It’s been only a few short months since Samsung's 850 Pro delivered the company’s long-lasting 32-bit 3D NAND to the high-end/corporate market. Now it’s available to mainstream consumers in the form of the 850 EVO. The EVO is cheaper, and its warranty is only half that of the Pro’s, but that’s still a hefty five years—what most vendors provide only for their premium drives.
The controller employed by the 850 EVO varies by capacity. The new MGX, designed with consumers in mind, is used on the 512GB and smaller models, while the older MEX is used in the 1TB version. The 128GB and 256GB versions are rated for 75TBW, and the 512GB and 1TB models, 150TBW. TBW stands for TeraBytes Written—the total amount of data that can be written to the drive before its cells wear out.
In my conversations with Samsung, officials strongly hinted that TBW lab results are multiples higher. Given that the technology in both the Pro and EVO are nearly identical, it's easy to believe.
Those still concerned about SSD drive endurance might also want to give this recent study a read.
Alas, while the 850 EVO represents a new high-water mark in mainstream SSD longevity, it doesn’t deliver a price drop. The drive is debuting at roughly the same price as the 840 EVO currently sells for: $100 for the 120GB, $150 for the 256GB, $270 for the 500GB, and $500 for the 1TB. Apparently the company would like to turn a profit on NAND for a while. Can’t say as I blame them.
The 850 EVO offers the same security features as the Pro version. It’s self-encrypting and offers support for both OPAL 2.0 and Microsoft's eDrive (Bitlocker Encrypted Drive) specifications. Samsung also plays up the drive's low power consumption, claiming that V-NAND uses 20 percent less juice than similar 2D NAND.
Samsung’s Magician software is bundled with the 850 EVO and used to enable the drive’s RAPID mode—basically a fancy DRAM cache using the system's main memory. As always, I must warn you that caching data before it hits the disk can be hazardous. Should something go awry before data leaves the cache, it could be lost, or worst case—render your operating system unbootable. SSDs are so fast already, I always turn off Windows' own caching.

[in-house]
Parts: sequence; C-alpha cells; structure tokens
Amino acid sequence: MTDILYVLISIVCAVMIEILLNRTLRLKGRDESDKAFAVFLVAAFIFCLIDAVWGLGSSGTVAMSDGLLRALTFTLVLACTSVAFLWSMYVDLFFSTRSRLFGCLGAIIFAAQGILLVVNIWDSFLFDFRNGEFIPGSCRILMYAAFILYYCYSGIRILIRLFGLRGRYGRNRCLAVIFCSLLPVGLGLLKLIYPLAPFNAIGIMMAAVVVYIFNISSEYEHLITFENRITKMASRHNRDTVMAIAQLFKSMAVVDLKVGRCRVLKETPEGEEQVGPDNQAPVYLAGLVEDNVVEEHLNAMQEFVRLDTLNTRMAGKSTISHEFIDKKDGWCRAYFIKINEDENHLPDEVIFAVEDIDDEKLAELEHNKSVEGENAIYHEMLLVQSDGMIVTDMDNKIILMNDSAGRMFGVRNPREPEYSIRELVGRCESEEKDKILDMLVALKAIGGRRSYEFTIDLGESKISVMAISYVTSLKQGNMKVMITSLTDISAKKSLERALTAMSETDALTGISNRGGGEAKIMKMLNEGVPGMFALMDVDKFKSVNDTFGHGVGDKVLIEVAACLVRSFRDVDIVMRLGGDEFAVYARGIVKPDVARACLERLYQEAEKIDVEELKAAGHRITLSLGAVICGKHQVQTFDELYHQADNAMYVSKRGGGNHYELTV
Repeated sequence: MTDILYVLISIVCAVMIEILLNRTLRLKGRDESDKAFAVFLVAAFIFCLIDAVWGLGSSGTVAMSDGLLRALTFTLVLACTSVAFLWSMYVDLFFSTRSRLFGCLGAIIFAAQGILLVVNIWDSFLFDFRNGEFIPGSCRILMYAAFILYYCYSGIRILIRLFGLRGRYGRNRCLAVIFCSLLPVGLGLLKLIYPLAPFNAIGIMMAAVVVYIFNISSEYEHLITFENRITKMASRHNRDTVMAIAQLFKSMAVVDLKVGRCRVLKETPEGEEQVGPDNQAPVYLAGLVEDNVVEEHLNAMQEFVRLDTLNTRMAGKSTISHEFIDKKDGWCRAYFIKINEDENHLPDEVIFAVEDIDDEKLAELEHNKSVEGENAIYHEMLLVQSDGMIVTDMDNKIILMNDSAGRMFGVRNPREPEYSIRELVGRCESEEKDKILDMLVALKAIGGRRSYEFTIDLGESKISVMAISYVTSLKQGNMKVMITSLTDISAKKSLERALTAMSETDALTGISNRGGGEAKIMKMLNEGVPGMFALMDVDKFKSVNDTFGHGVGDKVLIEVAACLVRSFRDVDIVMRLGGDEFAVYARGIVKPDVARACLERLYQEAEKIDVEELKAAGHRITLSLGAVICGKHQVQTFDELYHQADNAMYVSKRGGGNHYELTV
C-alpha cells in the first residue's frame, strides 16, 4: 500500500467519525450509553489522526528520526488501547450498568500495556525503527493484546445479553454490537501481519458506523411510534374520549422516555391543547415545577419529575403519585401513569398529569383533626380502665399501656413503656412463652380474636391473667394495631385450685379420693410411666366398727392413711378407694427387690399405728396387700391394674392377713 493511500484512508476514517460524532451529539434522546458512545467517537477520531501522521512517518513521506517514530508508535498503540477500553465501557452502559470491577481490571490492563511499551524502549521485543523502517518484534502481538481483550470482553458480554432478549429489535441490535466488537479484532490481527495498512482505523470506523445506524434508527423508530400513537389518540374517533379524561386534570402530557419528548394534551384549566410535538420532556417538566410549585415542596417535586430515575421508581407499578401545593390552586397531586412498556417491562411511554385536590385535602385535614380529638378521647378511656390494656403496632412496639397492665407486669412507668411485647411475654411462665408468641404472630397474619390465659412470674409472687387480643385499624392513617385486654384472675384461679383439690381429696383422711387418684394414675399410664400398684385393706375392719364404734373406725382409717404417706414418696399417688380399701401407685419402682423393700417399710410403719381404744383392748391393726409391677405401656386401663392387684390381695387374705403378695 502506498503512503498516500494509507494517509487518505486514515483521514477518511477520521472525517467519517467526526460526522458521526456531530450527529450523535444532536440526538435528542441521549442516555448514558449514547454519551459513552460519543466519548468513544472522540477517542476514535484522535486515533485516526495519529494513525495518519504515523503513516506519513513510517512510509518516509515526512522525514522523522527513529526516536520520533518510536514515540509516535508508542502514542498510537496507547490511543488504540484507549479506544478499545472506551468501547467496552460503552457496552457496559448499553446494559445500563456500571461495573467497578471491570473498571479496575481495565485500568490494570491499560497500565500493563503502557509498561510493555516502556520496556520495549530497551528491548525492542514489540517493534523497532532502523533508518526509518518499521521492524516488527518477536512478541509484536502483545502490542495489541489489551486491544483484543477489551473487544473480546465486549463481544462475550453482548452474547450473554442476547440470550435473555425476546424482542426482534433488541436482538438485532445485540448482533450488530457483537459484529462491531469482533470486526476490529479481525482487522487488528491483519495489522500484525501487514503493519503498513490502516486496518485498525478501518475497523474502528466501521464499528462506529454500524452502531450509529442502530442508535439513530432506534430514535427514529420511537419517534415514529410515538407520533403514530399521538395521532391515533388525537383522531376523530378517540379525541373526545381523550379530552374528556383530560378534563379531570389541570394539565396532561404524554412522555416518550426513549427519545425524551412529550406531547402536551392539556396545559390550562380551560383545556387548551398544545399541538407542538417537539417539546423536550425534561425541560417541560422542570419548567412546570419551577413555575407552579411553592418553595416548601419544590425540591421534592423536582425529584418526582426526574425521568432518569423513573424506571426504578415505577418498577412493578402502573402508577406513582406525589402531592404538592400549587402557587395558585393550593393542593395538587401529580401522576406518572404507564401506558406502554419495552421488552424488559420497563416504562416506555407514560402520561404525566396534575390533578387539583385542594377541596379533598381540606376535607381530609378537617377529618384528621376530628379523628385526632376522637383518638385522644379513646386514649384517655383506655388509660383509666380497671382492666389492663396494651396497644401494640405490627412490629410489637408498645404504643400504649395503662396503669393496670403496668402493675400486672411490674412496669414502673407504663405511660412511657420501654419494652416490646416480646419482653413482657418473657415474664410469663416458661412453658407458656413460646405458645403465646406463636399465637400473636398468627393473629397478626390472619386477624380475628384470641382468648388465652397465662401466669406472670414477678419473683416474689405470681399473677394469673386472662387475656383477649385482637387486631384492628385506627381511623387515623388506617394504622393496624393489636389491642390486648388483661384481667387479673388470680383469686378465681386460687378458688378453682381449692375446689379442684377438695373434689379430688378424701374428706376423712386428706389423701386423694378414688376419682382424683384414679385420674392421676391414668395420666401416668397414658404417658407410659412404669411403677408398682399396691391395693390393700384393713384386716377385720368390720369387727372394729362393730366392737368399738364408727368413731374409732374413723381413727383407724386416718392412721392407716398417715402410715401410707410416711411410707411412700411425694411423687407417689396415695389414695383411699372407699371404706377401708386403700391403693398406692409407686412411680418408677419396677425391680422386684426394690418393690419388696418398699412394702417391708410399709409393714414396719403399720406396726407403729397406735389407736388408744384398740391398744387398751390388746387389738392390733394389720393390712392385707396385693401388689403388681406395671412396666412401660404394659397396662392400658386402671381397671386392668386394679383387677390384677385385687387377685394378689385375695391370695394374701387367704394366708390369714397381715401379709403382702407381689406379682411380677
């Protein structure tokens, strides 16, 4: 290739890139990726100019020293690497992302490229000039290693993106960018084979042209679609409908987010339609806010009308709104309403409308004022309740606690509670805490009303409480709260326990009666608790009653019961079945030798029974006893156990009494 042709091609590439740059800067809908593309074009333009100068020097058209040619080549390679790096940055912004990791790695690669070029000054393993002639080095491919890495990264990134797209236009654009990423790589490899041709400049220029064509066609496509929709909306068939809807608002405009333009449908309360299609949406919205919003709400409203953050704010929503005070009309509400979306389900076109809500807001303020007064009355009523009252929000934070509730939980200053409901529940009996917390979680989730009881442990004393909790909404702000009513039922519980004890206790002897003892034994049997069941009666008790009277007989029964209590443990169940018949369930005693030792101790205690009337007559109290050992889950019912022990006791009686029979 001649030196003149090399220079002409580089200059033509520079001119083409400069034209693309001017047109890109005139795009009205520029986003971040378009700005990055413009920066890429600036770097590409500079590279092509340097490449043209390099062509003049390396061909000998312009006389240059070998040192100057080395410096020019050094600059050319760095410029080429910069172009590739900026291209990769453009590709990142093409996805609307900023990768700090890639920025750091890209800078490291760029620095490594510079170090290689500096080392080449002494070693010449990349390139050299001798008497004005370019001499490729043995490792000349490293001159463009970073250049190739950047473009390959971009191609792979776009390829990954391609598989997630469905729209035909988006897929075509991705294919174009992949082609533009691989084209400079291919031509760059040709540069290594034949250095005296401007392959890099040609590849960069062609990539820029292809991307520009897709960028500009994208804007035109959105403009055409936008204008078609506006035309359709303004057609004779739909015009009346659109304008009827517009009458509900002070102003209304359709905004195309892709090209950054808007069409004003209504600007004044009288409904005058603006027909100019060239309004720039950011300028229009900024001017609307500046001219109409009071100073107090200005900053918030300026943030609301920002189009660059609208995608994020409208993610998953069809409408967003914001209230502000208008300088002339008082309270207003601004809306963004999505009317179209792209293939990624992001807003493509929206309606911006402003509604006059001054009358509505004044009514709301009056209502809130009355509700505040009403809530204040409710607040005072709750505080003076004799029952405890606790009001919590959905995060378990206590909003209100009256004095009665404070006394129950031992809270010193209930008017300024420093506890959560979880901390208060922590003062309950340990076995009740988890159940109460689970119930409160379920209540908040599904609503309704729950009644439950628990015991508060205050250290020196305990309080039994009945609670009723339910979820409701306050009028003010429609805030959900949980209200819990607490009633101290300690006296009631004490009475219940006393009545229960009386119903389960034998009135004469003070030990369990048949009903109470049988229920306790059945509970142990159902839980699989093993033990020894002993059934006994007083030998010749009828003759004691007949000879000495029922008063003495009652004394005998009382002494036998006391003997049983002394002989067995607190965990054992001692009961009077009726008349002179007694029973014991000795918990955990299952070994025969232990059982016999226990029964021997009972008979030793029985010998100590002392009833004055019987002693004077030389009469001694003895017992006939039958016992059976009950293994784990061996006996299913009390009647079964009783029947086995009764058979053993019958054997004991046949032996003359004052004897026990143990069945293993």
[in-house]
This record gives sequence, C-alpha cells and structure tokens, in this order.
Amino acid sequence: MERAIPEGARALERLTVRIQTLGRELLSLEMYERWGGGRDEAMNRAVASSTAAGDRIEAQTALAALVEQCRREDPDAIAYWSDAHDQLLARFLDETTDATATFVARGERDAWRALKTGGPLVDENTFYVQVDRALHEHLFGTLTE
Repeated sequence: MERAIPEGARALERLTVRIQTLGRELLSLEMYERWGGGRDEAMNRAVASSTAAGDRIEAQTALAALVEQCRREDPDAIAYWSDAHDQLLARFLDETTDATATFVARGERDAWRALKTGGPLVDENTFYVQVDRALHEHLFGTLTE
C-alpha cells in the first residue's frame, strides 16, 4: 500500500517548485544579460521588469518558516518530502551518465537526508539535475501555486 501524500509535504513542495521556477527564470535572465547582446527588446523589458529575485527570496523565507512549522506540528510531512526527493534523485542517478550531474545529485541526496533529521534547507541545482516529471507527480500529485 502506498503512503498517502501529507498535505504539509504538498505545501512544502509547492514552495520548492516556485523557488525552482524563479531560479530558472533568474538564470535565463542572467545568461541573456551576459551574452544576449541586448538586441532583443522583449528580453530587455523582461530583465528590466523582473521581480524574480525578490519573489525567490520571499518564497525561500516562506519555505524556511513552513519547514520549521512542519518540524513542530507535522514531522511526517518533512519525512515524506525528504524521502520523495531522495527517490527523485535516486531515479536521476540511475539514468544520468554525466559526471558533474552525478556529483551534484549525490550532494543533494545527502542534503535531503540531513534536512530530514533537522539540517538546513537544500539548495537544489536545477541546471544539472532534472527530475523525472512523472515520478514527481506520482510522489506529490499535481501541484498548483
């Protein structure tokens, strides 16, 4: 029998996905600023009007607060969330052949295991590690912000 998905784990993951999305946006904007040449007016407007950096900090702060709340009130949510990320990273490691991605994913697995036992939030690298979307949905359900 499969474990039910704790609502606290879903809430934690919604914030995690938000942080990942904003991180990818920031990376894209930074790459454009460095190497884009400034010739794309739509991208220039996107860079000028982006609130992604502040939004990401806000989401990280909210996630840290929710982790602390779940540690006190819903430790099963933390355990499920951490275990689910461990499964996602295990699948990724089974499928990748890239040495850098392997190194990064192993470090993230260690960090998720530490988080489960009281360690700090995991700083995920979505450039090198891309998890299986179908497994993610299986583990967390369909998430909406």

Magician also lets you tweak Windows for SSD use (write caching, buffer flushing, file indexing, etc.), TRIM the drive, change the over-provisioning (storage set aside to replace worn-out and bad cells, etc.), and secure-erase the drive and enable the advanced encryption features. If your SSD is frozen by the BIOS in a non-erasable state, it will even create a boot USB drive or CD that you can use to erase the drive outside of Windows.
The 500GB 850 EVO that Samsung sent us proved a capable, if not blazing-fast, performer without its RAPID caching software enabled. It averaged around 380MBps reading and 370MBps writing in CrystalDiskMark. CDM also rated the drive as reading small 4KB files at 244MBps and writing them at 223MBps (that’s with a queue depth of 32). ATTO rated the drive at around 390MBps. With the RAPID caching software fired up, CrystalDiskMark’s sequential read and write times were anywhere from a ridiculous 7.6GBps to a slightly less ridiculous 2.9GBps. ATTO was similar in rating the drive anywhere from 2GBps to 4GBps.
One caveat: The amount of data written by CrystalDiskMark and ATTO don't come close to stressing RAPID. With larger files, you'll get better performance with RAPID, but hardly twenty times faster. If the files are long enough, say 5GB or more, RAPID's impact disappears completely.
Note: Performance of the 1TB 850 EVO with its MEX controller should be similar to the 850 Pro's.
The 850 EVO is a nicely affordable SSD, highly recommended if longevity is your major concern. We were hoping to see some of that large drop in price that 3D NAND should eventually deliver, but we’ll take the 850 EVO as-is.
Samsung 850 EVO
Samsung's latest 850 EVO SSD brings the company's endurance-oriented 3D NAND to the market at cheaper price points than its 850 Pro counterpart.
- 3D NAND promise drive longevity
- Good performance for the price
- RAPID software creates a risk of data loss